Filipinas/Pilipinas: A national identity crisis

Cate de Leon (The Philippine Star) - July 6, 2013 - 12:00am

MANILA, Philippines - Recently, there has been much commentary on the Komisyon sa Wikang Filipino’s decision to change our country’s name from “Pilipinas” to “Filipinas,” most, if not all of it, disapproving. People have made fun of how “Filipinas” sounds like a gender description, or how UP should now be known as UF, or University of the Filipinas (Fine with me, boys), and how this entire motion is actually “fretty useless.” Even the sound of it is off. I personally think the “P” gives a certain kick and passion that evaporate within the soft and airy “F.” But more than not wanting the extra confusion, the seemingly laughable spelling crisis reflects how to this day, we still struggle with our national identity.

The reason for the name change, KWF stated, was because this was the original name given to us by our Spanish colonizers, who from a historical standpoint were the ones who first brought our ancestors together as a country. But at the same time, KWF is eager to eradicate “Philippines” first, because it’s a symptom of “American colonialism prevailing in our minds.” And while the nuances of this are understandable, overall you just want to say, “Ano ba?”

I’ve heard far too many times that our culture is dead, or damaged, or at the very least is something we need to figure out with difficulty. And in the next moment, the people who say so point to colonialism and post-colonialism as the one to blame whenever the question of who we are is brought up — like our “true” identity has been covered or wiped out by the effects of hundreds of years of foreign rule and their continuing influence, and we must unearth it to find our center. And so, “Filipinas.”

My problem

My problem with such views is that they tend to reach a point which wouldn’t be so different from me looking back at my baby pictures to figure out the woman I am today. There’s too much analysis paralysis, and not enough owning it and moving forward.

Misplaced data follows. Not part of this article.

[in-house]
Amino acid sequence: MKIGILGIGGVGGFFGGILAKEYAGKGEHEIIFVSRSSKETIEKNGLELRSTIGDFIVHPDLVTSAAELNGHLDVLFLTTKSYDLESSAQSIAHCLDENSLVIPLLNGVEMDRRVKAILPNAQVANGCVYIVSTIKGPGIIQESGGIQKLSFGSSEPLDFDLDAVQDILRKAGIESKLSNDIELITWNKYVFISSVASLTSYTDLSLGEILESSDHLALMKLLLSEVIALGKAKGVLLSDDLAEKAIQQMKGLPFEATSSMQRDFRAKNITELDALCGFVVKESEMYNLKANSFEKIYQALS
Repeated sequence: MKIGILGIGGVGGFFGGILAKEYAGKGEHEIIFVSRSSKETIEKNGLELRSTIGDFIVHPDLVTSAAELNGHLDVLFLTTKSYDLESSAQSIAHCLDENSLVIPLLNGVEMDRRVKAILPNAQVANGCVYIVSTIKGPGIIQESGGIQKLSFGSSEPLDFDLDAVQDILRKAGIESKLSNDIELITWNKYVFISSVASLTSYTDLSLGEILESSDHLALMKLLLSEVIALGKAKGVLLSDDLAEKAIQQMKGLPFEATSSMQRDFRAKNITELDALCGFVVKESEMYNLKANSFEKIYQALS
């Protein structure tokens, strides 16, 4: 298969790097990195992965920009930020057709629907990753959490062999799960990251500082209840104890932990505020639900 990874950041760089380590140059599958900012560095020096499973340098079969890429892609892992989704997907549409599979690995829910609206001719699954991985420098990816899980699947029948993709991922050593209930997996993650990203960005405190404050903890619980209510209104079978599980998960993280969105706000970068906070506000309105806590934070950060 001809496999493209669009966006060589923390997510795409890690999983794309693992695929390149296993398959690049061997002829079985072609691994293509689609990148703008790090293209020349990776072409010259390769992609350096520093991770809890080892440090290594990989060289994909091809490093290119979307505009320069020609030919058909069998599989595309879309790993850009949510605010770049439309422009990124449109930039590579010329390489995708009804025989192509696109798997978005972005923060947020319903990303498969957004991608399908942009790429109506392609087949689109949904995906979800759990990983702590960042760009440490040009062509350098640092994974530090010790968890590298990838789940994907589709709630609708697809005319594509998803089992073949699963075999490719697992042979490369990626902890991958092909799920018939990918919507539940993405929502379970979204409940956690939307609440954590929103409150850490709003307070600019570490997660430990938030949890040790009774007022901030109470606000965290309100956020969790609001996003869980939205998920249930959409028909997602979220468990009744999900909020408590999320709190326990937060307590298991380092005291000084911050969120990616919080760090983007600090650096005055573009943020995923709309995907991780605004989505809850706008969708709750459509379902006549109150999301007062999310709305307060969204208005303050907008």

Don’t get me wrong. Our history has the power to inspire and give us something to aspire to. For instance, learning that our pre-colonial ancestors actually had extensive commercial and cultural relations with other Asian countries gives a whole new perspective on how desperately grateful we are to English for being our bridge to the world. We learn that we can be thankful for having another language to speak without relating to it as some sort of crutch or validity stamp — to find freedom and pride in the fact that even before we were introduced to Uncle Sam and his twang, we were already people of the world — and to take that knowledge with us even as we speak English today. As crucial as it is to know where you came from and what your story is, I don’t think it’s a place to stay or a self to keep trying to resurrect. It is there for context.

What is ours?

I also do not get the obsession with trying to find what is originally and traditionally ours. It’s an absurd matter to try to figure out because there is no such thing as a clear-cut beginning or a pure culture. That’s why it’s dizzying to try to trace it back. We all have our influences. We’ve all been irretrievably altered.